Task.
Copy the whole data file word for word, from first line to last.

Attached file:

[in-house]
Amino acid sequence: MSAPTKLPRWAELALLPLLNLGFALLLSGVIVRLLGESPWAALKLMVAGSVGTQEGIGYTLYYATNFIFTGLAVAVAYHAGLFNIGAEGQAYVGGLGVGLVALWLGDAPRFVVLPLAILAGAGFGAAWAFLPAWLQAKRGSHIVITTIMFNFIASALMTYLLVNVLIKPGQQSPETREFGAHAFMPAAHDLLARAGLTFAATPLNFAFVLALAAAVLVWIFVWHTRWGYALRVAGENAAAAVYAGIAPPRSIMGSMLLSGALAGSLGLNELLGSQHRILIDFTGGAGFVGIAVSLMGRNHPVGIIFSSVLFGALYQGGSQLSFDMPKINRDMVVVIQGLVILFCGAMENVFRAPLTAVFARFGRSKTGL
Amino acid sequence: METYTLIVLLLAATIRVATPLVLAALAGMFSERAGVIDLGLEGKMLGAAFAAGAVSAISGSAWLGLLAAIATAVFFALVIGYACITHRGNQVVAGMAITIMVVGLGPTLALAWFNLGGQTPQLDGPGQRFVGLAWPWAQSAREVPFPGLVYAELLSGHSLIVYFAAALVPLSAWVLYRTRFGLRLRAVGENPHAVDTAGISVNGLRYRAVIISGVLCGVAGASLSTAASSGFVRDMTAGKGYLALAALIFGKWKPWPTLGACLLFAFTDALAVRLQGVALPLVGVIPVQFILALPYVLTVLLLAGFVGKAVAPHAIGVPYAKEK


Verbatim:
[in-house]
Amino acid sequence: MSAPTKLPRWAELALLPLLNLGFALLLSGVIVRLLGESPWAALKLMVAGSVGTQEGIGYTLYYATNFIFTGLAVAVAYHAGLFNIGAEGQAYVGGLGVGLVALWLGDAPRFVVLPLAILAGAGFGAAWAFLPAWLQAKRGSHIVITTIMFNFIASALMTYLLVNVLIKPGQQSPETREFGAHAFMPAAHDLLARAGLTFAATPLNFAFVLALAAAVLVWIFVWHTRWGYALRVAGENAAAAVYAGIAPPRSIMGSMLLSGALAGSLGLNELLGSQHRILIDFTGGAGFVGIAVSLMGRNHPVGIIFSSVLFGALYQGGSQLSFDMPKINRDMVVVIQGLVILFCGAMENVFRAPLTAVFARFGRSKTGL
Amino acid sequence: METYTLIVLLLAATIRVATPLVLAALAGMFSERAGVIDLGLEGKMLGAAFAAGAVSAISGSAWLGLLAAIATAVFFALVIGYACITHRGNQVVAGMAITIMVVGLGPTLALAWFNLGGQTPQLDGPGQRFVGLAWPWAQSAREVPFPGLVYAELLSGHSLIVYFAAALVPLSAWVLYRTRFGLRLRAVGENPHAVDTAGISVNGLRYRAVIISGVLCGVAGASLSTAASSGFVRDMTAGKGYLALAALIFGKWKPWPTLGACLLFAFTDALAVRLQGVALPLVGVIPVQFILALPYVLTVLLLAGFVGKAVAPHAIGVPYAKEK